Hence, one may conclude that mutilation is licit according to Thomas when it is necessary for the good of the entire body.30
Concerning penal amputation, Thomas never justifies mutilation against innocent persons.31 Thomas observes that individual life is greater than "any component good of that life" and hence the former should not be subordinated to the latter. So only those who are entrusted with the good of the community can deprive the individual of his life.32
Finally, there are three basic elements that justify mutilation in the teachings of Thomas. 1) Mutilation is justified for the well-being of the whole body. 2) It is not against the role of the human person as the protector of his/her body. This is done on the basis of a human person's limited power over his/her body for the betterment of whole body. 3) Mutilation in the form of penalty for a crime can be done by the state.33
As a whole, the application of the principle of totality by a human person depends on the principle of God's domination over man/woman. A person's right to mutilate parts of his/her body for the well-being of the whole is the protective responsibility of the human person over his/her life.34 Thomas did not develop particular limitations on human person's right to use his/her body or, more clearly, the right of the whole's domination over the part.35
c) The Principle of Totality and the Justification of Mutilation in Moral Theology: The justification of mutilation on the basis of the principle of totality by moral theologians of the 17th century, viz., L. Molina, L. Leonardus, J. De Lugo, and P. Laymann followed the same reasoning as Aquinas without any difference.36 We do not find any new developments in their teachings. As well, moral theologians of the 18th and the 19th centuries accepted the conclusion regarding mutilation in the same manner as their predecessors.37 Again, the teachings of the theologians in the first forty years of the 20th century also continued in the same traditional direction.38 In addition, even though the scholastics unanimously accepted the justification of mutilation by Thomas Aquinas, there are differences in the application of these principles to particular issues.39 1) A diseased part is harmful to the whole body. All moral theologians unanimously agree upon a legitimate sacrifice of a part for the good of the whole. 2) Another question pertains to "the predicament of a person who was ordered by a tyrant to cut off his own hand." The scholastic moralists hold that the "self-inflicted mutilation was licit" when "the sacrifice of the part was" to safeguard the whole.40 3) Another case is "the necessity to amputate an extremity." The example is that "the foot of a person is caught in the railroad track as the train rapidly approaches." Traditional moralist justified "the subordination of the part to the whole."41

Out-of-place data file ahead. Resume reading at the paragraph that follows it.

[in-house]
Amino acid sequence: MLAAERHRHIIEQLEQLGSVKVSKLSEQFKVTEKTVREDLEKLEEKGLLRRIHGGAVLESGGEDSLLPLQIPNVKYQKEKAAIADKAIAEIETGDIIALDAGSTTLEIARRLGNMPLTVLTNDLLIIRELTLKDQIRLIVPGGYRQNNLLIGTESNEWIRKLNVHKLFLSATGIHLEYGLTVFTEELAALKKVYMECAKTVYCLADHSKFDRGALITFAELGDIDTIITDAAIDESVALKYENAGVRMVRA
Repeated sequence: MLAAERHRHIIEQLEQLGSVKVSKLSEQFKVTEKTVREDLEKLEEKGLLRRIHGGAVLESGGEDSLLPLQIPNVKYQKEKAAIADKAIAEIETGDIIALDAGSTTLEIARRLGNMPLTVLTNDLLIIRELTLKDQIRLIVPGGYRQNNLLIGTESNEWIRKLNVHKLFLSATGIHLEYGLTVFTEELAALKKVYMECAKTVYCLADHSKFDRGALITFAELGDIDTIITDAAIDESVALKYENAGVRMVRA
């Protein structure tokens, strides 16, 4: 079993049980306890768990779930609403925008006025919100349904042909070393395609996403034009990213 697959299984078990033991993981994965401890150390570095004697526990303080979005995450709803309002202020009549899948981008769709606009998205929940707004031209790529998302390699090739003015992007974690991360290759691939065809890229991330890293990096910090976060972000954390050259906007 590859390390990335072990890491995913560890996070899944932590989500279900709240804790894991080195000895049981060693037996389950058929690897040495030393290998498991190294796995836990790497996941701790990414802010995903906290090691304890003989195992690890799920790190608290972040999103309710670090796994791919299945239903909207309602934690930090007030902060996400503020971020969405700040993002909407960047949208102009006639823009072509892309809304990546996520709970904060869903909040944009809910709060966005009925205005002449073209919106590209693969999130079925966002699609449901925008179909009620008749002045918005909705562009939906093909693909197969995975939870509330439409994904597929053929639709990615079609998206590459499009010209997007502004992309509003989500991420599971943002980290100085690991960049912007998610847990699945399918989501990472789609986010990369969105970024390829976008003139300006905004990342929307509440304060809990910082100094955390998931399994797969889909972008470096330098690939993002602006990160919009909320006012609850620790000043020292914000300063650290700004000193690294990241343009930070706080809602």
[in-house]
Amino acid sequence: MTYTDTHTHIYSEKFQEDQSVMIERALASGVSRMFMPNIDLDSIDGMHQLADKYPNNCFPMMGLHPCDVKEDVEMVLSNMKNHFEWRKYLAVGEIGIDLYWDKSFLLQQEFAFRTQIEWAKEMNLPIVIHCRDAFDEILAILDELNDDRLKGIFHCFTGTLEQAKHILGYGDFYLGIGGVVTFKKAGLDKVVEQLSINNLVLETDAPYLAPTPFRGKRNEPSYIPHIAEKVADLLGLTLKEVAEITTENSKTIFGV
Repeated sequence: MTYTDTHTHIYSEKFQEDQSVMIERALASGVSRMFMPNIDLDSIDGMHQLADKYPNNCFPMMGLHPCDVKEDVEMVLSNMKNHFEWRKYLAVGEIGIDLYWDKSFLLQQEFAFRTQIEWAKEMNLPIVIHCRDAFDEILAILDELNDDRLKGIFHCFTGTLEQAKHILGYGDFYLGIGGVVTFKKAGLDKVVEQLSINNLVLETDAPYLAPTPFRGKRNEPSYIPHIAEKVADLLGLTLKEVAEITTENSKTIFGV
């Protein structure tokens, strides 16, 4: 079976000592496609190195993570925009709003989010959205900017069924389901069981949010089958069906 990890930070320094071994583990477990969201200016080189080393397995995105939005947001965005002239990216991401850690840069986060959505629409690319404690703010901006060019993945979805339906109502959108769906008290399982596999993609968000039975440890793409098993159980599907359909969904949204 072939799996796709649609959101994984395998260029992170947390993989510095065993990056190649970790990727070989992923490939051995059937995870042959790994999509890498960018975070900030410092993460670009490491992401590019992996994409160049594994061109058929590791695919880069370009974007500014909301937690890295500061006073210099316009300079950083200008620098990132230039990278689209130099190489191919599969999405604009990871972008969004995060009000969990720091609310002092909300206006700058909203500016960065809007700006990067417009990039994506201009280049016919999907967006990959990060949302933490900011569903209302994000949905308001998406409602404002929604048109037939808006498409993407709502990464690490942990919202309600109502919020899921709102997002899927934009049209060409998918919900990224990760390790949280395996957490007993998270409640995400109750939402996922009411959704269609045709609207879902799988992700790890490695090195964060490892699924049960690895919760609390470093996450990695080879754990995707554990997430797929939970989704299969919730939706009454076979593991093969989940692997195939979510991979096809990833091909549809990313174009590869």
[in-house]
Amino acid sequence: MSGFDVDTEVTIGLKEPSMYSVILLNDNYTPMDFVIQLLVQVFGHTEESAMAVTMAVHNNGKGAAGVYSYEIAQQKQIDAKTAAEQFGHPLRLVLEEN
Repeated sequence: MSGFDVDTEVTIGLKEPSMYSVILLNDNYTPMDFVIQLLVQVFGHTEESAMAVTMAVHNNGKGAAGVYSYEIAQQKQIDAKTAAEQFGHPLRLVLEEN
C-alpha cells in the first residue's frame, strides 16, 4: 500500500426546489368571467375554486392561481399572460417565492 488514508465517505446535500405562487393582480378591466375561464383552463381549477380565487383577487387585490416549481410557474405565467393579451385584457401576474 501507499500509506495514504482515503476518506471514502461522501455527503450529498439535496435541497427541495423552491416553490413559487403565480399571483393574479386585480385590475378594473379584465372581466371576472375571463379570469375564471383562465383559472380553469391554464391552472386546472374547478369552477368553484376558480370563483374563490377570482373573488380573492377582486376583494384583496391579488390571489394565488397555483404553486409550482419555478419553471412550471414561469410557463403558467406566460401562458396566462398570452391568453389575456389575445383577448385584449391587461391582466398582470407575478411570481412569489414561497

Above all, concerning the morality of mutilation, traditional moral theologians base their arguments on the fifth commandment, that man/woman has only a limited right over his/her body. More precisely, mutilation on the ground of the principle of totality is justified only by the physical good of the person. Further, we will see that the application of the principle of totality is considered more with medical issues during the period of Pius XI and Pius XII. In the following section we analyse the writings of Pius XI and Pius XII on the principle of totality.
The concept of the principle of totality is treated very briefly in the teachings of Pius XI. For instance, the encyclical Casti Connubii (Dec. 31, 1930), no. 23 states:
It is to be observed also that even the individual human being-as Christian doctrine teaches and the light of reason clearly shows-has no power over the members of his own body except so far as he uses them for their natural purpose; he cannot destroy or mutilate them, or in any other way render himself incapable of his natural functions, except where there is no other way of providing for the welfare of the body as a whole.42
The text justifies mutilation for the welfare of the entire body. Many argue that this paragraph is considered as the official position regarding the application of the principle of totality.43 G. Kelly says that Pope Pius XI presented the principle in the good composition.44 As one may notice Pius XI follows the teachings of Thomas.45 It is enough for us to say that Pope Pius XI accepts mutilation on the basis of the principle of totality in his encyclical Casti Connubii.
The real debate of the principle of totality can be seen in the writings of Pius XII.46 He bases his teaching on the principle of totality on the Aristotelian-Thomistic philosophical background.47 The official statement of the Church regarding the application of the principle of totality to medical problems can be seen mainly in the period of Pius XII. He reaffirmed, clarified, and applied the principle of totality to medico-moral questions in many addresses delivered from 1944-1958. According to him, "a part of the body has no meaning outside its reference to the whole, that as a part is to be thought of only in relation to the whole."48 He applied the principle of totality to the human person (physical totality) and the society (moral totality). In the following sections we describe these aspects of the principle of totality.